Where a decision was not taken administratively and therefore not subject to the audi alteram rule, the court is called upon to examine if the decision maker exercised his powers within the confines of the law. Was the decision taken in conformity with the principle of legality? The courts will resort to the enabling legislation for instance to determine if the decision maker did not act ultra vires for instance. It will then resort to asking if there was a basis for the decision. Did the adjudicator reached an informed decision, for instance. A decision reached not within the exercise of administrative powers is subjected to the question of whether it was taken rationally without any mala fide and arbitrariness –
Doctrine of unclean hands:
The rationale for the doctrine of unclean hand is to compel parties to comply with court orders. Where court orders are flouted with impunity, this leads to anarchy and the law of the jungle reigns supreme. Survival of the fittest, a concept correlative to the law of the jungle has no place in our world. Public order or policy dictates therefore that where a litigant has flagrantly refused to follow orders of the court or tribunals, this doctrine stands to be invoked. It is a component of the rule of law. Its perception is that you cannot hope to get assistance from the very machinery you disregard –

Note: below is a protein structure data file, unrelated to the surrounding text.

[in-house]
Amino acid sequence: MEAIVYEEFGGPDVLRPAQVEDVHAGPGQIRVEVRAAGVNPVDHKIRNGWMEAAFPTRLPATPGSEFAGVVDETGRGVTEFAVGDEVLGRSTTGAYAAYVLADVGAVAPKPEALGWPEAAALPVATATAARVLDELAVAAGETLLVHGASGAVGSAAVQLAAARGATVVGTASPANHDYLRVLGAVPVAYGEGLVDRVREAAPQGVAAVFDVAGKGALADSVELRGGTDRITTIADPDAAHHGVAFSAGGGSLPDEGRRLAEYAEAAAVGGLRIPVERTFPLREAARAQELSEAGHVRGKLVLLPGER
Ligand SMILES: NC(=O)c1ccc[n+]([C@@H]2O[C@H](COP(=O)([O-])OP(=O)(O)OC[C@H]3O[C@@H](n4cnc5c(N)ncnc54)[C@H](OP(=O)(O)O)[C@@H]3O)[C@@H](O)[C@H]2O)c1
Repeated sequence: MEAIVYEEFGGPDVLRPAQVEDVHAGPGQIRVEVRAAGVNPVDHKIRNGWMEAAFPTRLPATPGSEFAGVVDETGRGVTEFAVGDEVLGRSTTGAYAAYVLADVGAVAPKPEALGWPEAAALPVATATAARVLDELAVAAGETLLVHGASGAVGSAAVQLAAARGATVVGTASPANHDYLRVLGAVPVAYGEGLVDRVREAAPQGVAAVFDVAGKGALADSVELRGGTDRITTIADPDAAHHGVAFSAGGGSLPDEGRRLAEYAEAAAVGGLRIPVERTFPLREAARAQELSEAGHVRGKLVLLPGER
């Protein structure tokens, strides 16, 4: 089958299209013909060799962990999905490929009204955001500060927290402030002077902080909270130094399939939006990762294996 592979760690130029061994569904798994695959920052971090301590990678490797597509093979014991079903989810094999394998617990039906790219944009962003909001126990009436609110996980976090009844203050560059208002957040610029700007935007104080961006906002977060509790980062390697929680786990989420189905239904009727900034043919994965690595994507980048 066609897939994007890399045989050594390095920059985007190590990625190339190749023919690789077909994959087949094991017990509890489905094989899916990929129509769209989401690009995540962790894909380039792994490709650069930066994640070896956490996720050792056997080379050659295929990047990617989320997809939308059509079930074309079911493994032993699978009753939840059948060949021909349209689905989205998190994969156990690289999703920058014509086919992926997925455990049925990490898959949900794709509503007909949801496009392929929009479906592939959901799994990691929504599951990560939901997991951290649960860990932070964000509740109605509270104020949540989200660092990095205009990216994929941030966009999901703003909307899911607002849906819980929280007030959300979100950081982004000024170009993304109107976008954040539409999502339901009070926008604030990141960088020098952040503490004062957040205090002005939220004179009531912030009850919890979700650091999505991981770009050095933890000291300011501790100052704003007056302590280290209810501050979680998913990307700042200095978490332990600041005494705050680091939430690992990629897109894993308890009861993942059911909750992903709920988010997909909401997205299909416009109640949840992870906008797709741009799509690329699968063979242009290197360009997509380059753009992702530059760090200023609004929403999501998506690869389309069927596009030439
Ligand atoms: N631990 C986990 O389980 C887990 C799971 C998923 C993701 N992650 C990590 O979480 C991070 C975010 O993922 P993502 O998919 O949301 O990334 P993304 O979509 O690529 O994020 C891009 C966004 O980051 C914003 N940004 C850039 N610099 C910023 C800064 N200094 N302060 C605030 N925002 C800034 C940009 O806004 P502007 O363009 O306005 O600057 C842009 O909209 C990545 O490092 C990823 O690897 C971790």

Courts should be constrained to deny access to court by a litigant who is said to have unclean hands - when a court of law exercises its discretion, it does so judicially -
Outcome Applicant’s application dismissed – applicant ordered to pay 1st respondent costs of suit -
By M. Dlamini J: T. Dlamini J and C. Maphanga J concurring
Summary: The applicant seeks mainly, for a declaratory order of a directive issued by the Honourable Chief Justice barring him to appear in all the courts of the kingdom as unconstitutional and void ab initio. Although the respondent has answered on the merits, points in limine have been raised and the court was urged to consider them. These are that the applicant is debarred from accessing the courts of law for the reasons that he is a fugitive from justice and is in continuous contempt of orders of the Supreme Court.
 The applicant described himself as:
“1. An adult Swazi male attorney of the High Court of Swaziland, practising as such under the law firm S.C. Dlamini & Company, Miller’s Mansion, 4th Floor, Office 401, Mbabane.”
 The 1st respondent was said to be:
“3. The Chief Justice of Swaziland, who is responsible for the administration and supervision of the judiciary and who issued the directive giving rise to these proceedings and is cited in that capacity as such.”